As a follow-up to our last post about tools we use, we’ll offer a cautionary note about buying equipment from Amazon. I’ve had several bad experiences with Amazon and we now only purchase generic items and books from Amazon. We try to buy from the manufacturer, because Amazon often ships fake or counterfeit items; the problem has been widely reported, but Amazon appears not to have done much about it. Slate has written about the plague of cheap knockoffs on Amazon. Buy from Amazon’s third-party sellers at your own peril.
If you do buy from Amazon, try to buy products fulfilled directly by Amazon, since that will at least facilitate the complaint/return process. Avoid third-party sellers, which are more likely to ship fake and/or used stuff with complex or nonexistent return policies. For example, I’m fond of fountain pens and tried to buy a Montegrappa NeroUno Linea Fountain Pen from two separate third-party sellers on Amazon.* The first turned to not actually have the pen; I waited a week for a pen that never arrived, then cancelled and bought from another Amazon third-party seller, but that seller sent an obviously used pen in a damaged box. Like Apple, Montegrappa has elaborate product packaging that is fun to open—and also makes used or damaged products obvious.
That pen went back and I eventually bought one from a reputable online pen seller. Recently, I ordered another item from an Amazon third-party seller; it was obviously counterfeit. I’m still trying to resolve the issue, so I’ll keep details on the down low for now. Significantly, however, Amazon’s front-line customer service people read from scripts when confronted with damaged/wrong/possibly fake items. They’re impenetrable and unhelpful.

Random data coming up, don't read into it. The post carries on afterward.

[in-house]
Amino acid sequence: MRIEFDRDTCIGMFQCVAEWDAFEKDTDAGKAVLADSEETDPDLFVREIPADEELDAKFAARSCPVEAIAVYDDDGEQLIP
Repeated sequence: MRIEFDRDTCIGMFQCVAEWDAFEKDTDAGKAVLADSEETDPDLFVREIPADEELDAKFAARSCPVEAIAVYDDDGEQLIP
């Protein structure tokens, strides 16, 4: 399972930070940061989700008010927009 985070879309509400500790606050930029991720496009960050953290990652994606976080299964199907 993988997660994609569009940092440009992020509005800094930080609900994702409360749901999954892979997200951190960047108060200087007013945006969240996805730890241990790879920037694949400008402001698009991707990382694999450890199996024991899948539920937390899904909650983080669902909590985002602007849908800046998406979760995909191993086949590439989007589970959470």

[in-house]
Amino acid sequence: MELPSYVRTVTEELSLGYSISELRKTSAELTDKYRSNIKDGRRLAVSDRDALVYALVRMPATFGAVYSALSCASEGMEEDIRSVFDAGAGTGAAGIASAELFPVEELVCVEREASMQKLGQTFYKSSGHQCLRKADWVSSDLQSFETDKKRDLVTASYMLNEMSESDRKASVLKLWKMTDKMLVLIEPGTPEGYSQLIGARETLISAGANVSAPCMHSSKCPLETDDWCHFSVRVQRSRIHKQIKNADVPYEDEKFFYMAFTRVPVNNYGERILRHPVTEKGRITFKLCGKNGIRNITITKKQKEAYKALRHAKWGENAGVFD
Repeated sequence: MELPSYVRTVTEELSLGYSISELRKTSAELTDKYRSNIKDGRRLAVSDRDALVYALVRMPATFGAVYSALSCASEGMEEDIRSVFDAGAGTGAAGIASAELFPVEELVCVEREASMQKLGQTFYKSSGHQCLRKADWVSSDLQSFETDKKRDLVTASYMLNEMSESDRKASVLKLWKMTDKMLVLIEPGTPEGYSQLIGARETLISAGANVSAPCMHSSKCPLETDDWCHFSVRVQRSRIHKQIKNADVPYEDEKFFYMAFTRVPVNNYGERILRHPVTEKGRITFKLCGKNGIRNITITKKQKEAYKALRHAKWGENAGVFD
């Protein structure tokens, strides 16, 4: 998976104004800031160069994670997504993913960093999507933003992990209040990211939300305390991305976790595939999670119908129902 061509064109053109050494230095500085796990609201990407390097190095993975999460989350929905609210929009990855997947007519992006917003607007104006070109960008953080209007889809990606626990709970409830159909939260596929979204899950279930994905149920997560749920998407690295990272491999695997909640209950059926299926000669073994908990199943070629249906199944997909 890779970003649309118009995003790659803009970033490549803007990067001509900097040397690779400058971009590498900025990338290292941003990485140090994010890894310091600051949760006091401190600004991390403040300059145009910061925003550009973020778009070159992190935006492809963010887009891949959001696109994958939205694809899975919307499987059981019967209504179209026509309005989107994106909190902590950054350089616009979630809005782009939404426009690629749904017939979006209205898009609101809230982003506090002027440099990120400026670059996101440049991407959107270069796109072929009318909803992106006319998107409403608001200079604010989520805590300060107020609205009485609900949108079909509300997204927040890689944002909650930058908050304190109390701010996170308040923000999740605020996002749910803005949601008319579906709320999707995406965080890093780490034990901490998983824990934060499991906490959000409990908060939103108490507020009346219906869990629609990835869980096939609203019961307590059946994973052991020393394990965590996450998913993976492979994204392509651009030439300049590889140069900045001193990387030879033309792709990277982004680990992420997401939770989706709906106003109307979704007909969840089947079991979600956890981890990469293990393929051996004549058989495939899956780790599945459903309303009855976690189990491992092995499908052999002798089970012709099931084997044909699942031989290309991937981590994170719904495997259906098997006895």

Amazon also seems to forbid reviews that include words like “fake” or “counterfeit,” and I couldn’t find any system that Amazon uses to police this practice. But Amazon doesn’t control the whole world yet, and it doesn’t control this blog, so we’re issuing the warning here. We won’t buy any computers, computer parts, or computer accessories from Amazon because of these problems. Many Apple products, for example, that Amazon sells are fakes.
We’re adjusting behavior more generally and now prefer buying from the original manufacturer, if possible.
* Jake likes extra-fine Sailor 1911 pens (the link goes to one of the only American sellers), which are made in Japan, or Sakura Pigma Micron pens, which are also made in Japan (Japan seems to have strong pen game). He also covets a Pad & Quill messenger bag, but because he uses an iMac as a primary computer his bag isn’t that important.